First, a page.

On Friday 20 November, the Yes 2 Renewables team hit the road up the Hume highway to visit the site of an approved wind farm on the Cherry Tree Range, 15kms or so from Seymour.
We wanted to find out what drew Infigen to develop a wind farm in the heart of Victoria, and how the Andrews government’s forthcoming Renewable Energy Action Plan could help make the project a reality.
Infigen Energy is a developer, owner, and operator renewable energy generation across Australia. It currently has six wind farms and a solar project in its portfolio. The company has signed the UN’s Caring for Climate initiative and sees opportunity in decarbonising the Australian economy.
“Infigen aspires to be an Australia-wide company with operations and proposed development projects spread across four states,” explained Infigen’s Marju Tonnison.
“The more wind we can capture and wind farms we can build across a diverse range of locations, the less back-up plants are required to remain open and connected to the electricity grid.”
— Yes 2 Renewables (@Yes2Renewables) November 20, 2015
Like most renewable energy companies in Australia, it was the national Renewable Energy Target scheme that allowed for investment in wind farms and larger-scale solar projects.
“The Renewable Energy Target (RET) is a mechanism that creates an incentive for additional generation from renewable energy sources, and has by far been the most successful policy for reducing carbon emissions in Australia,” said Tonnison.
“The mechanism of renewable energy certificates allows project developers to provide cash flow forecasts which is a key consideration for investors and lenders… [Increased renewable energy generation] consequently scales down generation from more expensive gas or more polluting brown and black coal fired generation.”
Despite the economic efficiency and environmental benefits of the national Renewable Energy Target, we saw it put at risk by the ideologically-charged Abbott government.
The review of the national RET initiated in February 2014 and subsequent uncertainty resulted in a 90 percent drop in investment in the sector. Over 2,500 people lost their jobs over an 18-month period.
The Coalition government’s decision to slash the national target by 20 percent has dampened the sector’s prospects and ignored the strong community support for growing renewables.
It’s for this reason Yes 2 Renewables has championed a Victorian Renewable Energy Target. With the federal government doing their best to sabotage the sector, it’s crucial for state governments to show leadership to secure the benefits of a thriving renewable energy sector.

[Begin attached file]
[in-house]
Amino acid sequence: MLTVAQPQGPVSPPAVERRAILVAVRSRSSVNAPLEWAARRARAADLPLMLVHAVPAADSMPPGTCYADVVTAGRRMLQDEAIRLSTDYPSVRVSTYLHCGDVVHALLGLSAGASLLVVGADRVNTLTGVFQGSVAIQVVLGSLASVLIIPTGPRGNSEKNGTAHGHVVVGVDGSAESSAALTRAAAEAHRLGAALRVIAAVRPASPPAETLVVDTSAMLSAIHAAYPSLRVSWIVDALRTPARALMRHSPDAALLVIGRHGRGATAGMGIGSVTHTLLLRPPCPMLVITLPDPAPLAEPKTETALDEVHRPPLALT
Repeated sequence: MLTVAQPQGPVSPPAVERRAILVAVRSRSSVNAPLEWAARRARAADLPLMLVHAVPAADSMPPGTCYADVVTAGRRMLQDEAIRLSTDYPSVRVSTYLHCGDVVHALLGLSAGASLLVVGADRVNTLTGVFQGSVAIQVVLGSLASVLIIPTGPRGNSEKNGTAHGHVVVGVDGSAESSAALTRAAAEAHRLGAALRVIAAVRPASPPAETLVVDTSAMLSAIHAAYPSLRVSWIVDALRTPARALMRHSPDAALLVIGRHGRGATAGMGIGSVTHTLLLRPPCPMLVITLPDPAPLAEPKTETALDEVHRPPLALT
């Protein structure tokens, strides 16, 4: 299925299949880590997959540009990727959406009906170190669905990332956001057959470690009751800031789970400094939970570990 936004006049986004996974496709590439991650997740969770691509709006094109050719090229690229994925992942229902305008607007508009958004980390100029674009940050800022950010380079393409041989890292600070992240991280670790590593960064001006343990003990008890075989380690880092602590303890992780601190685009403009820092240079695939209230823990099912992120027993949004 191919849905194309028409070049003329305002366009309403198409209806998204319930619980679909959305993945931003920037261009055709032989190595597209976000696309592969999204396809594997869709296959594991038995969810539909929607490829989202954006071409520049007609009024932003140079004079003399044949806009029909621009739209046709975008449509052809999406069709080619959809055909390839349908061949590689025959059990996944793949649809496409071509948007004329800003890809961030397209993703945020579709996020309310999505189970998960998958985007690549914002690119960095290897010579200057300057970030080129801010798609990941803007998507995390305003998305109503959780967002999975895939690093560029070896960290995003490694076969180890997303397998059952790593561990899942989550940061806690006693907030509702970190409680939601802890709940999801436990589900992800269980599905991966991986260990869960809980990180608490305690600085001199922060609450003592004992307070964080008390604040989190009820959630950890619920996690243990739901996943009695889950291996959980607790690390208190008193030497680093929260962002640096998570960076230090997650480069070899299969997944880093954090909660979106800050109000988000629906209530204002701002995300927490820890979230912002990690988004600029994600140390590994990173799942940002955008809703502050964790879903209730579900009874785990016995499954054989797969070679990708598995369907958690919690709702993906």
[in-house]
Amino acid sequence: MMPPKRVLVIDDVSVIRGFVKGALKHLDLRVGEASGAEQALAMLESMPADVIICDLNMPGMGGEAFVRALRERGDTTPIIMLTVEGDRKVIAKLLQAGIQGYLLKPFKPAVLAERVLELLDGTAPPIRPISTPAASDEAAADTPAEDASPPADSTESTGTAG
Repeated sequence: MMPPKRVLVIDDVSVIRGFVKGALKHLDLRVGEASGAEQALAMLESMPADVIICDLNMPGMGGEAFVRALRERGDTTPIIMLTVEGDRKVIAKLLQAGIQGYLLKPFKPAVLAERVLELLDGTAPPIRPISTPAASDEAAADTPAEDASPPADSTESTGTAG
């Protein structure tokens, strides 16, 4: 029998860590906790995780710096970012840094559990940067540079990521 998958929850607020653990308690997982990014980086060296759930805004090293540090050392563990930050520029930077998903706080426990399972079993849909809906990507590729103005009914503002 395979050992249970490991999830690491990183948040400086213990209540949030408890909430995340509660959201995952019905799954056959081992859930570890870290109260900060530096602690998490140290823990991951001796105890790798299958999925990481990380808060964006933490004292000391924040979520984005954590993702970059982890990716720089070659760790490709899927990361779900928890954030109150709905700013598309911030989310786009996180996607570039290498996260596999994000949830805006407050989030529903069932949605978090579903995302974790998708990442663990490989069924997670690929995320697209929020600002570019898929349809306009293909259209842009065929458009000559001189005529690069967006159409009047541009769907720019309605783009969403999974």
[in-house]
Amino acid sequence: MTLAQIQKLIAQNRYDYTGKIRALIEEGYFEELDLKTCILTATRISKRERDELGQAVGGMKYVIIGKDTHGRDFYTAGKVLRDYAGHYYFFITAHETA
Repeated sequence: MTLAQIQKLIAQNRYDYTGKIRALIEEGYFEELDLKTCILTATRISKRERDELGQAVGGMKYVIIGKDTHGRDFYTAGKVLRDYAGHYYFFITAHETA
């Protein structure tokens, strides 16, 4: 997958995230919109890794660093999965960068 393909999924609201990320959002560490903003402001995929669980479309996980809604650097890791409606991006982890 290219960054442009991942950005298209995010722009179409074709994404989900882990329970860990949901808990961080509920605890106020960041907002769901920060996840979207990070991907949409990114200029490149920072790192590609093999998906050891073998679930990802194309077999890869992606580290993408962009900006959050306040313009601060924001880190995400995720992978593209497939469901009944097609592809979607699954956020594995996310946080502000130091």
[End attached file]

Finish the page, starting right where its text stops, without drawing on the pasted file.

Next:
The Cherry Tree Range wind farm is one of 15 wind farms approved in Victoria. It’s projects like this that the Andrews government can see built by setting an ambitious Victorian Renewable Energy Target. And if all 15 approved wind farms are built then the government’s baseline target of 20 percent renewables by 2020 would be smashed.
“The proposed Cherry Tree wind farm comprises 16 wind turbines and has a capacity of around 50 megawatts. This is equivalent to powering 32,000 households a year–five times the population of Seymour,” explained Marju Tonnison. “In the state of Victoria, this is equivalent to saving 205,000 tonnes of greenhouse gases.”
“…In regards to the VRET, it is only by choosing an ambitious target that it is likely to usher in a low carbon era sooner rather than later. We hope Victoria won’t be left far behind ACT and will be ahead of SA and Qld in setting their state renewable energy target.”
— Yes 2 Renewables (@Yes2Renewables) November 4, 2015
The environmental benefits are just one part of the picture. The Cherry Tree Range wind farm is poised to create jobs and stimulate the regional economy during the construction and operations phase.
“During construction the local businesses benefit from the influx of workers and surveyors, who use local services and buy products in the local area,” said Tonnison.
“In the operational stage which lasts around 25 years, permanent jobs are created at wind farms. In addition, services related to turbine and site maintenance, environment management plan and community relations spur further economic activity.”
The Cherry Tree Range farm is located in the seat of Euroa, where deputy leader of the National party, Steph Ryan, is the local member.
Steph Ryan can help ensure the wind farm is built by backing an ambitious Victorian Renewable Energy Target. With strong community support and local economic (and environmental) benefits to secure, we hope Steph Ryan will add her voice to the community’s call for ambition.